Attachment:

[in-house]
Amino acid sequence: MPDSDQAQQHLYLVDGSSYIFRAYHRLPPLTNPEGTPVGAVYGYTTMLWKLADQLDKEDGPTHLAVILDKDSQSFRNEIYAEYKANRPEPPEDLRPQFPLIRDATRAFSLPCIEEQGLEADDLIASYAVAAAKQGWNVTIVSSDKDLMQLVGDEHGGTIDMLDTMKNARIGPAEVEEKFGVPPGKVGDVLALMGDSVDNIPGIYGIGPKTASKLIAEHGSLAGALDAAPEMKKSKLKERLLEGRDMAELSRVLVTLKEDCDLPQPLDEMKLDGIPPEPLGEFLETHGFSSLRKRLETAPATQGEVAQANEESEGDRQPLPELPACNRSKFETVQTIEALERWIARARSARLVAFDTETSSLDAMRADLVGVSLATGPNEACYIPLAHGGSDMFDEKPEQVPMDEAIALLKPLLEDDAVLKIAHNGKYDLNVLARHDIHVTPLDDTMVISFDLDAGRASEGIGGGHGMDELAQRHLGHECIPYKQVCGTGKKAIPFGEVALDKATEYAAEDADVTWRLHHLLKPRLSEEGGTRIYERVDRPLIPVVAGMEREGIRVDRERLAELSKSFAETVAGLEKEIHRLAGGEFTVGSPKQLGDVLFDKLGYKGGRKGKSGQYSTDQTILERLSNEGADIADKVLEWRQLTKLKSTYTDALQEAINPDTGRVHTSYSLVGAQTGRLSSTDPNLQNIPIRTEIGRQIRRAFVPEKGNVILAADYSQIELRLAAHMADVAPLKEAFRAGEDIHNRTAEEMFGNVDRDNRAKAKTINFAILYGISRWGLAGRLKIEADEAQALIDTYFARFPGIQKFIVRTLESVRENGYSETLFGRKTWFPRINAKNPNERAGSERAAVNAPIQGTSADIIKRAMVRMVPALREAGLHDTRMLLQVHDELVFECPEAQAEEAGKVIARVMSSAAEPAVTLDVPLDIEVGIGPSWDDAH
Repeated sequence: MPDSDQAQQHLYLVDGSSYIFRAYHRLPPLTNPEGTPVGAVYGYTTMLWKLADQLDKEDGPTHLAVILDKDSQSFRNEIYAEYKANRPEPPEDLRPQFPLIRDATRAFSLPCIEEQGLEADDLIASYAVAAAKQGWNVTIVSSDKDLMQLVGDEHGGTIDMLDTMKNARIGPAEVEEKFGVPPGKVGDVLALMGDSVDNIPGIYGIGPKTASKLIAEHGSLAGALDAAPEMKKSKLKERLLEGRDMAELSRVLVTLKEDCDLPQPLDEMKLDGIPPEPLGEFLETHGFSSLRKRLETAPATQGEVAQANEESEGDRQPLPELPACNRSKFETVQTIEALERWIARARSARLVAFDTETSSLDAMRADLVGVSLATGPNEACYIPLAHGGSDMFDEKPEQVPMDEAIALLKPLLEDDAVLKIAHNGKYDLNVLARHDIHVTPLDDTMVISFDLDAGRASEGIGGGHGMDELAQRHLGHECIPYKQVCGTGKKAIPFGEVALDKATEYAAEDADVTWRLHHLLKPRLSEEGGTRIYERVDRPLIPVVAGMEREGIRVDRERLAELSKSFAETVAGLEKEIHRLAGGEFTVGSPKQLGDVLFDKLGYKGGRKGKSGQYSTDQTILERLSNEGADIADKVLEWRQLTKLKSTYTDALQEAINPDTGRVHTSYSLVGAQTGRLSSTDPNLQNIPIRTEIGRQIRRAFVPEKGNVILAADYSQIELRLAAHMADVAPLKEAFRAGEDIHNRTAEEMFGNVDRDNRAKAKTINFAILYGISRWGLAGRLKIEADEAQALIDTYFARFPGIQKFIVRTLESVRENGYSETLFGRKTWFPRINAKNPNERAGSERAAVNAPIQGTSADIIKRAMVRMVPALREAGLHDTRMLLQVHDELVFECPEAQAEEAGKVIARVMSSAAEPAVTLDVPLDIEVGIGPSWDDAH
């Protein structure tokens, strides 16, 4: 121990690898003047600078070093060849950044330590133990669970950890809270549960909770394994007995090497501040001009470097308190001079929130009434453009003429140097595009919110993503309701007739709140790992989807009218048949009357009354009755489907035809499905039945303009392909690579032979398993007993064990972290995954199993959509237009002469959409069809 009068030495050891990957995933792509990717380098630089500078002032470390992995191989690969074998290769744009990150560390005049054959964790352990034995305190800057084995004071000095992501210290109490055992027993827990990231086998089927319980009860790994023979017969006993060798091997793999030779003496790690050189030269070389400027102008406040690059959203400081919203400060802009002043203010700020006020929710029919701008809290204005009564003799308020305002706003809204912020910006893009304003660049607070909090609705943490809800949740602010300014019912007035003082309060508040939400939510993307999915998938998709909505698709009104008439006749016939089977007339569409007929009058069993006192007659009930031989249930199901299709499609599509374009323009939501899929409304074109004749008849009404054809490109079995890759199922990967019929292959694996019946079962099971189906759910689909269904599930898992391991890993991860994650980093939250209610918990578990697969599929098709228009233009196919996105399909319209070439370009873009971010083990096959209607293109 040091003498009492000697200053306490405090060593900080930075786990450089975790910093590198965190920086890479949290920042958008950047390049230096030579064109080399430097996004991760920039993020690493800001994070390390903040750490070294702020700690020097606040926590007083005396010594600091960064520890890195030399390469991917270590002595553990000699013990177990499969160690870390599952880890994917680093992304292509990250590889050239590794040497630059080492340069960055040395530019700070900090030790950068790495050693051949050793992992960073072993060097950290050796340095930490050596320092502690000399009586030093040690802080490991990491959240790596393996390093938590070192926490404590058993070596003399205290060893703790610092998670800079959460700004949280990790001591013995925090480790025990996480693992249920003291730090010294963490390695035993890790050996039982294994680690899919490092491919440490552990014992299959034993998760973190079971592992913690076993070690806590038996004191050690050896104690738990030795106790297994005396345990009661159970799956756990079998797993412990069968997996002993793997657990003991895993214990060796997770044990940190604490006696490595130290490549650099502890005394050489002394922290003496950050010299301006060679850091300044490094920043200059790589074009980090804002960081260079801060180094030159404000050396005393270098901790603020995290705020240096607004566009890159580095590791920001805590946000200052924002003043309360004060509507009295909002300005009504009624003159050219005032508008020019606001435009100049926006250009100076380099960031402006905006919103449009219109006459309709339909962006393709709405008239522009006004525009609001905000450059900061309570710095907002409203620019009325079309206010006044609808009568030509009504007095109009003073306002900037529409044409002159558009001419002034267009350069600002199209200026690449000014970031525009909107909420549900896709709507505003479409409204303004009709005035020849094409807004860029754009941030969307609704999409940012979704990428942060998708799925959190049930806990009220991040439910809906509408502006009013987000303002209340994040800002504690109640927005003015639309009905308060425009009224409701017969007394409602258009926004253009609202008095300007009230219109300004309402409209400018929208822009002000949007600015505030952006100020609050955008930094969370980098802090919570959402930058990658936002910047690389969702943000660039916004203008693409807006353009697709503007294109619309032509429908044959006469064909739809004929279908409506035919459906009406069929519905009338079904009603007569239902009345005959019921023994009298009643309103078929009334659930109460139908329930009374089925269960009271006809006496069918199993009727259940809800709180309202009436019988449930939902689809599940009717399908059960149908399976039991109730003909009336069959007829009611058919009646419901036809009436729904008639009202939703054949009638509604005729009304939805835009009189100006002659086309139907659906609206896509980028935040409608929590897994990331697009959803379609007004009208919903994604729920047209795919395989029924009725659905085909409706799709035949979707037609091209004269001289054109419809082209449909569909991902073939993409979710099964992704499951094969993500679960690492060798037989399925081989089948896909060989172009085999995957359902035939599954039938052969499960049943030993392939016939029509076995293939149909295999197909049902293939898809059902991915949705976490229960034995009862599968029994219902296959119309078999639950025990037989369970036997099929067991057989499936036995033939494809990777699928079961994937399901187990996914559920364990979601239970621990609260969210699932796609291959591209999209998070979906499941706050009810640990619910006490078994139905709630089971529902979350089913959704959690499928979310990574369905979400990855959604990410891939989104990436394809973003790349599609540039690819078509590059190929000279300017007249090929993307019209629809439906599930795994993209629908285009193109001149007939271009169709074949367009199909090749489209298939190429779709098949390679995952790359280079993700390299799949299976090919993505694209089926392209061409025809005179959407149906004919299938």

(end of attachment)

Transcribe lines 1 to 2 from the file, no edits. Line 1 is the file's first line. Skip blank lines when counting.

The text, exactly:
[in-house]
Amino acid sequence: MPDSDQAQQHLYLVDGSSYIFRAYHRLPPLTNPEGTPVGAVYGYTTMLWKLADQLDKEDGPTHLAVILDKDSQSFRNEIYAEYKANRPEPPEDLRPQFPLIRDATRAFSLPCIEEQGLEADDLIASYAVAAAKQGWNVTIVSSDKDLMQLVGDEHGGTIDMLDTMKNARIGPAEVEEKFGVPPGKVGDVLALMGDSVDNIPGIYGIGPKTASKLIAEHGSLAGALDAAPEMKKSKLKERLLEGRDMAELSRVLVTLKEDCDLPQPLDEMKLDGIPPEPLGEFLETHGFSSLRKRLETAPATQGEVAQANEESEGDRQPLPELPACNRSKFETVQTIEALERWIARARSARLVAFDTETSSLDAMRADLVGVSLATGPNEACYIPLAHGGSDMFDEKPEQVPMDEAIALLKPLLEDDAVLKIAHNGKYDLNVLARHDIHVTPLDDTMVISFDLDAGRASEGIGGGHGMDELAQRHLGHECIPYKQVCGTGKKAIPFGEVALDKATEYAAEDADVTWRLHHLLKPRLSEEGGTRIYERVDRPLIPVVAGMEREGIRVDRERLAELSKSFAETVAGLEKEIHRLAGGEFTVGSPKQLGDVLFDKLGYKGGRKGKSGQYSTDQTILERLSNEGADIADKVLEWRQLTKLKSTYTDALQEAINPDTGRVHTSYSLVGAQTGRLSSTDPNLQNIPIRTEIGRQIRRAFVPEKGNVILAADYSQIELRLAAHMADVAPLKEAFRAGEDIHNRTAEEMFGNVDRDNRAKAKTINFAILYGISRWGLAGRLKIEADEAQALIDTYFARFPGIQKFIVRTLESVRENGYSETLFGRKTWFPRINAKNPNERAGSERAAVNAPIQGTSADIIKRAMVRMVPALREAGLHDTRMLLQVHDELVFECPEAQAEEAGKVIARVMSSAAEPAVTLDVPLDIEVGIGPSWDDAH